The Return of Lee Munson

Ten years ago, a young, swaggering stock broker was plied with alcohol by a New York Observer reporter at the peak of the market madness and the apex of his confidence.  The resulting “article” or ambush captivated the media and Wall Street.  It was a brash and unflinchingly honest look at how the typical Wall Streeter felt at the time: equal parts invincible and bewildered at how money was being thrown around like it just didn’t matter.

That cocksure broker who dared to be himself was named Lee Munson.  He told the reporter that it felt like the peak of the Roman Empire and that soon enough the city would burn.  A few months later the Towers were struck, the economy came crashing down and Lee found himself in exile because of the interview he unwittingly gave. The article is here in case you weren’t around at the time.

Over the last decade, he has left New York, re-learned what it meant to be a financial professional, built a wealth management firm from the ground up and plotted his return to the spotlight.  And with his new book from Wiley, called Rigged Money, Lee is back to telling the truth again – and this time his mission is to save investors from the Wall Street machine he ran away from a decade ago.

Lee and I met for the first time this month over a plate of pasta here in NYC (he lives and works out west now).  It turns out, he and I are very similar:  we’re about the same age and both of us were hotshot brokers (since reformed) back when retail brokerage was still a real business.  Both of us are renegades who have run out of all patience for playing politics and pretending that the structure of the industry isn’t completely fucked.  Both of us have decided to use what voice and recognition we have to help people and blow the lid off the aspects of wealth management we’d like to see disappear.

I asked Lee a few questions over the weekend about his career and the new book, please enjoy and then head over to Amazon to buy your copy today.


JB: How have things changed on Wall Street since your now infamous New York City is Rome and it’s all gonna burn down” screed?

LM: But Wall Street did burn down. It started when brokers began charging fees, not commissions. Rapid trading added fuel to the fire, encouraging institutional and retail investors to sell more stock more quickly. Add in a growing fascination with exotic asset classes such as leveraged short ETFs, emerging markets and commodities and it became a five alarm fire.

JB: It’s just been estimated that the financial services sector is going to shed as many as 150,000 jobs in the coming year, where will all these people find employment and is this finally a realization that there are too many people chasing the same money on Wall Street?

LM: There were too many people on Wall Street when you and I were 10 years old. Remember that back in the 1980s and even most of the 1990s working on Wall Street was for the feeble minded or criminals. I was embarrassed to be in the business as my peers joined firms and became millionaires.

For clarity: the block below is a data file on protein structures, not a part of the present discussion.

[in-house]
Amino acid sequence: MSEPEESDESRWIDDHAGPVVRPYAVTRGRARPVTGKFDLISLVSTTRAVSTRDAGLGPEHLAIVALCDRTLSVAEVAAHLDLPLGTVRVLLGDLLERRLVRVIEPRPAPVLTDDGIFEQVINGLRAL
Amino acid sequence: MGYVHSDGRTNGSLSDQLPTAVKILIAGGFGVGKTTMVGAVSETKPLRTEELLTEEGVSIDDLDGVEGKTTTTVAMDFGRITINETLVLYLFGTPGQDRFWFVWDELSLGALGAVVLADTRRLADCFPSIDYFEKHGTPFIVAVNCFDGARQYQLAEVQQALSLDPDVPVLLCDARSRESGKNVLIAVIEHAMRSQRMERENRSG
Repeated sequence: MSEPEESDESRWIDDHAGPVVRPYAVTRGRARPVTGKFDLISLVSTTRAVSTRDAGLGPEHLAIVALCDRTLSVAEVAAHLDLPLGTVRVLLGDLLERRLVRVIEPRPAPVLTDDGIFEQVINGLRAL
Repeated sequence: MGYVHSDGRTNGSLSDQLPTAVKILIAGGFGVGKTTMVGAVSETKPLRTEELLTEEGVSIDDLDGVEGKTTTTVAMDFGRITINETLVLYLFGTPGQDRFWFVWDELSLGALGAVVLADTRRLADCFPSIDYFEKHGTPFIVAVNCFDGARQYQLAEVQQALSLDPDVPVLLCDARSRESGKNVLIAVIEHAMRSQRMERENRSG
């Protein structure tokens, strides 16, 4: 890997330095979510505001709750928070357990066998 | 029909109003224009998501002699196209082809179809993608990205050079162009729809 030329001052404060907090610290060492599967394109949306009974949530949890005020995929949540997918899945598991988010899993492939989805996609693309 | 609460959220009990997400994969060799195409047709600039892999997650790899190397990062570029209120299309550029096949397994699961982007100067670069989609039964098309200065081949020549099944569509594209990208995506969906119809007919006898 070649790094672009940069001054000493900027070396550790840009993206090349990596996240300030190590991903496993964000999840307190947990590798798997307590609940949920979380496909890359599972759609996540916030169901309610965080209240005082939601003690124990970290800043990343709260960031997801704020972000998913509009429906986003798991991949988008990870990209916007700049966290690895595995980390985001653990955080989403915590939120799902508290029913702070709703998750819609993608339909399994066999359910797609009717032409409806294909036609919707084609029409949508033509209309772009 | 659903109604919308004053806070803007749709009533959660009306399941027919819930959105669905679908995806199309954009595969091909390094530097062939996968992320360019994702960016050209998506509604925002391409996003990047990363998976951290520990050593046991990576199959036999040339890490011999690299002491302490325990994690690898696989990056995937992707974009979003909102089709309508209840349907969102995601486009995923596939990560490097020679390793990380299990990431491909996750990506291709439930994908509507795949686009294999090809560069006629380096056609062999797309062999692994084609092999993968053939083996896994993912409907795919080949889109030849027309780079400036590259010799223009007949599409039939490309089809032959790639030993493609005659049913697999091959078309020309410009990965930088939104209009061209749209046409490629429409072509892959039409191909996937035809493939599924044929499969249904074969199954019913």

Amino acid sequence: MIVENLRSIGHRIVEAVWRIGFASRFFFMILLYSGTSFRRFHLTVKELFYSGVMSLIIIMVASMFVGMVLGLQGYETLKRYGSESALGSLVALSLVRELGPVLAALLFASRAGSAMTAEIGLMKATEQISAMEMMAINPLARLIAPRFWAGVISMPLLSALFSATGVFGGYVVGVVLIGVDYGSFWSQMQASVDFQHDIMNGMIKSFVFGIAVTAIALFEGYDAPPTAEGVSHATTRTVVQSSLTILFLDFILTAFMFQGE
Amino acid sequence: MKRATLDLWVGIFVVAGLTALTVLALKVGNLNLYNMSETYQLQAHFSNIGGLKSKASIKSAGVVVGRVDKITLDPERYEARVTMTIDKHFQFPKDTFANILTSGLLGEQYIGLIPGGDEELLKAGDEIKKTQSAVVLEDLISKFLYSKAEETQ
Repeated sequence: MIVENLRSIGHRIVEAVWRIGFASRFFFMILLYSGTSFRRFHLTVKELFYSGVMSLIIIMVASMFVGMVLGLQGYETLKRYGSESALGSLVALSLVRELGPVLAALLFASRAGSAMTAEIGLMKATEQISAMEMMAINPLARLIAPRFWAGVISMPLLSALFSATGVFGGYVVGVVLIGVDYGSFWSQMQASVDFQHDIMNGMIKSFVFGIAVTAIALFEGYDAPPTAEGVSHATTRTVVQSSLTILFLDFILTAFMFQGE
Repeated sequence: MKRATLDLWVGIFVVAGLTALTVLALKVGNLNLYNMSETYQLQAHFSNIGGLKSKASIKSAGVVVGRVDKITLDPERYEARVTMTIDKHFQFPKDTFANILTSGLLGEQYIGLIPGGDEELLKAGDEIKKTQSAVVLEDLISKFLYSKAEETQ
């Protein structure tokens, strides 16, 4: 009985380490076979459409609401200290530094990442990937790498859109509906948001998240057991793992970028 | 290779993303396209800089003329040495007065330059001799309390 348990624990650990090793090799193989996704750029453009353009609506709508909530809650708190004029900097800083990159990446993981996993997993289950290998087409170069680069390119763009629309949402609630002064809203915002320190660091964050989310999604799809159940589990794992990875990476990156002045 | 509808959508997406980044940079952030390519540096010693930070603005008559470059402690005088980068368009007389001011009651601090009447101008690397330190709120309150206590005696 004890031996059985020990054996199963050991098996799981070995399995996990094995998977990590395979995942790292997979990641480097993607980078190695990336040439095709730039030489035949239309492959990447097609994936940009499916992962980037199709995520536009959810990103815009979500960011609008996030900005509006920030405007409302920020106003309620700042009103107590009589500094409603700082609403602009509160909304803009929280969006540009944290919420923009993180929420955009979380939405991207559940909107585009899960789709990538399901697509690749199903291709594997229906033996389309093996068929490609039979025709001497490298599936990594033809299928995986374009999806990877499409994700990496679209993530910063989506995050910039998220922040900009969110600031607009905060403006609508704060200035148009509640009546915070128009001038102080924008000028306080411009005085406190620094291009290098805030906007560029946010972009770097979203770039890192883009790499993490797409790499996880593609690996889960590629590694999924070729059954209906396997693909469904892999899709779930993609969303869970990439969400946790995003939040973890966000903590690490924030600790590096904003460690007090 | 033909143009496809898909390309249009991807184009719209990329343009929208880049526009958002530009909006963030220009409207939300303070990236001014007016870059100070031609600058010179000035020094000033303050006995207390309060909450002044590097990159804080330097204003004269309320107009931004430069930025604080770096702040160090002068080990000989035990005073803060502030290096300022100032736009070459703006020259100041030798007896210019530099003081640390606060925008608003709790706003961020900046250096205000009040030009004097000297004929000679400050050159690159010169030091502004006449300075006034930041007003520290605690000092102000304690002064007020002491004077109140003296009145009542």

Those 150,000 people should think about making something of their lives while they are still young. Build something, innovate, and sell crap to the Chinese.

JB: One of the themes of your book is that Wall Street has supplied the answers to questions that no one ever asked as a means of misdirection, what’s the most blatant example of this you could give us?

LM: Wall Street wants you to go into your Schwab Broker and ask, “What are you doing to diversify my portfolio?” Your broker will then pull out a handy pie chart showing how he’s putting 10% of money into emerging markets and another 25% into some bond ETF that started trading last week.

But diversification is not return, it’s a vehicle to add more and more products with higher and higher fees that go back into the broker’s pocket. Focus on risk. Keep risk in your portfolio constant and forget about the lie of the pie.

JB: Let’s say I’m an investor, what’s the number one sign I should look for to tell me whether or not the investment professional I’m working with is wrong or right for me? 

LM: Do you want an advisor that just farms things out to any wholesaler that provides steak dinners? Do you want an advisor that is old and outdated? What about a ‘nice guy’ that goes to your church? Screw all of this. The person in front of you needs to have some exposure to the actual process of running money. People who actually touch the stuff are not always the nicest guys in the room, you and me being a case in point.

The bottom line: you have to find an advisor that sees you as the prime fit, not the other way around. Don’t hire someone that isn’t a specialist in what you are looking for. Both parties need to have a similar view or philosophy or the relationship will not work. You need an advisor that will succeed when you succeed, not when he suckers you into buying an expensive product.


Thanks, Lee!  Check out Rigged Money right here:

Rigged Money: Beating Wall Street at Its Own Game

Follow Lee on Twitter here



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